desperation cologne

Passing through is easy. Sticking around is hard. Caterina posted an observation about web logs as a “lonely hearts club” that generated a lot of notice on other blogs I read. Metagrrrl responded that she was so right. Shauna responded in a more practical way, noting that It’s hard enough to get someone to return to your site, let alone get them to fall in love with you. No kidding. Relationships in real life are hard enough without the temptation for fantasy fiction. I tend to think that relationships develop with about the same frequency as lightning strikes (which is more frequent than you might think, but not exactly commonplace). It’s just that when they do happen, they generate so much smoke and noise that spectators get envious.

I got hit once, a long time ago in the pre-online journal days. It burned me to the ground; not a pretty picture. Found myself halfway across the country, in fact, alone and torn down. Love doesn’t respect geographical boundaries. But do I write this with the faint hope that somehow lightning might strike twice? Not really. Though romance would be nice, having people visit the page more than once seems to be a more practical goal. However, even that is suspect to a degree, because I’d hate to think that I write purely for affirmation from others. At five or six visitors a day, it’s hardly 10,000 potential dates knocking at my door. It’s not even much of a confirmation that there is something at least something mildly interesting about me.

My interests are far too obscure to attract much of a following. Besides, the stench of desperation cologne refuses to fade; I am forced to be realistic, hoping for friendship rather than romance. I have a developed a few friendships through my ramblings, and that makes it worthwhile enough. Friendships are more valuable over the long haul; my experience with romance suggests that it is mostly comet-like, riding an orbit that has an apogee and a perigee. Sometimes, it travels so far away that it seems like it will never return. I hope that I have enough time left in my stay here that it will come back. It may be a cold dirty ball of ice, but it sure is beautiful to experience.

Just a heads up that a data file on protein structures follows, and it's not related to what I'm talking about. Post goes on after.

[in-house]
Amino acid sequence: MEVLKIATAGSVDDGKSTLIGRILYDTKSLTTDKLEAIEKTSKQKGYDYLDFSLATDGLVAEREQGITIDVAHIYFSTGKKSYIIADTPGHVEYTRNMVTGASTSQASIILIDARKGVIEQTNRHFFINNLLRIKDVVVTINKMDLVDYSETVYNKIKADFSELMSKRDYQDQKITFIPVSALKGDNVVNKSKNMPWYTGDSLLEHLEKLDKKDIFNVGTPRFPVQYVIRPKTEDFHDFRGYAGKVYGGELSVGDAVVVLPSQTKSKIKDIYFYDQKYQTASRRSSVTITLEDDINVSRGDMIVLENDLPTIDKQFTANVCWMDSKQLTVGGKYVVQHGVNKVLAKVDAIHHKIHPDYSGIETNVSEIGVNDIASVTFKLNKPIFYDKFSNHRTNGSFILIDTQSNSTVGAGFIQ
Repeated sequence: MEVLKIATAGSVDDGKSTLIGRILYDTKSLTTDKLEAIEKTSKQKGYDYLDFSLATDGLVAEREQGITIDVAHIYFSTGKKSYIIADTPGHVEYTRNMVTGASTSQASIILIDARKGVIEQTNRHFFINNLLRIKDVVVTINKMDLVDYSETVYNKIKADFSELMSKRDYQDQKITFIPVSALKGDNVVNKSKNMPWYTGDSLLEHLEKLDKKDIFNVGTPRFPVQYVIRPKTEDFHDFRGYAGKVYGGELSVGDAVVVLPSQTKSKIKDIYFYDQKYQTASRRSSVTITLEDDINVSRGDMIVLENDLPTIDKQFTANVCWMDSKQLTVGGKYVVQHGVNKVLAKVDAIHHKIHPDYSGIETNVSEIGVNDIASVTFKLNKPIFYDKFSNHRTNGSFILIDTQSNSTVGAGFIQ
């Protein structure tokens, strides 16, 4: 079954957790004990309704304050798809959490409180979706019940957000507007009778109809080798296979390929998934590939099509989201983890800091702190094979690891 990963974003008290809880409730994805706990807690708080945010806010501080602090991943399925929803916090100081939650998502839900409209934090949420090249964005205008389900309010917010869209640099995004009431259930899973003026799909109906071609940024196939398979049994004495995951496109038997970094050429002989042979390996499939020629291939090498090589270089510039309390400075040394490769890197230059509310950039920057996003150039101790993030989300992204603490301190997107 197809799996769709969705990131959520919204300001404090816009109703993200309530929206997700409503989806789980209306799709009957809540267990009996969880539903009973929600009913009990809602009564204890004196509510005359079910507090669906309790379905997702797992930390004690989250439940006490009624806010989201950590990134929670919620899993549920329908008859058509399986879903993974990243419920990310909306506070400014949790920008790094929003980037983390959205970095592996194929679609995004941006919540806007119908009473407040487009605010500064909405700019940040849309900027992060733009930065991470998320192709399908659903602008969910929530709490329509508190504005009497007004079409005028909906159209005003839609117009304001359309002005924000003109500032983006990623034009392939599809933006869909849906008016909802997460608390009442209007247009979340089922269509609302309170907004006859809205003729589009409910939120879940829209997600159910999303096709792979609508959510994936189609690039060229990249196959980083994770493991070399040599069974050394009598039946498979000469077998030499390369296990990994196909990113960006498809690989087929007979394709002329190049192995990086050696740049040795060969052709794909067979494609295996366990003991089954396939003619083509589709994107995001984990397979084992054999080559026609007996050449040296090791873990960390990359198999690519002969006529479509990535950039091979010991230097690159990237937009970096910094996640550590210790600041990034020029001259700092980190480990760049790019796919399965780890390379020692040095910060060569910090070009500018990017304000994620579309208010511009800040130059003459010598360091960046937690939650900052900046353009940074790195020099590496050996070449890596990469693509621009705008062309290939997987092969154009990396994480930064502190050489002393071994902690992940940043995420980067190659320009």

The orbit spends more time in the real world than the cyber world. Placing your hopes in journaling as a place to develop relationships seems downright foolish. But I believe in writing as a way of improving yourself, of working out your thoughts, and I can’t help but feel a tinge sometimes when I read thoughts that are close to my own. But my memories make me far more wary of thinking that someone might find me this way; it certainly didn’t work out well the last time. It doesn’t matter, really. When people are struck down by fire, or ice, they don’t have much choice in the matter.

It’s easy to fall in love with words; people are harder. I can see why journals sometimes include the disclaimer: status: single and not looking. I wasn’t looking when it happened to me; disclaimers don’t really help much. Perhaps it would be better to plead pathetically? This would guarantee that people would surf away in disgust. Besides, relationships are not formed publicly, but privately through e-mail.

I’d better get off this topic, before I alienate what little audience I have!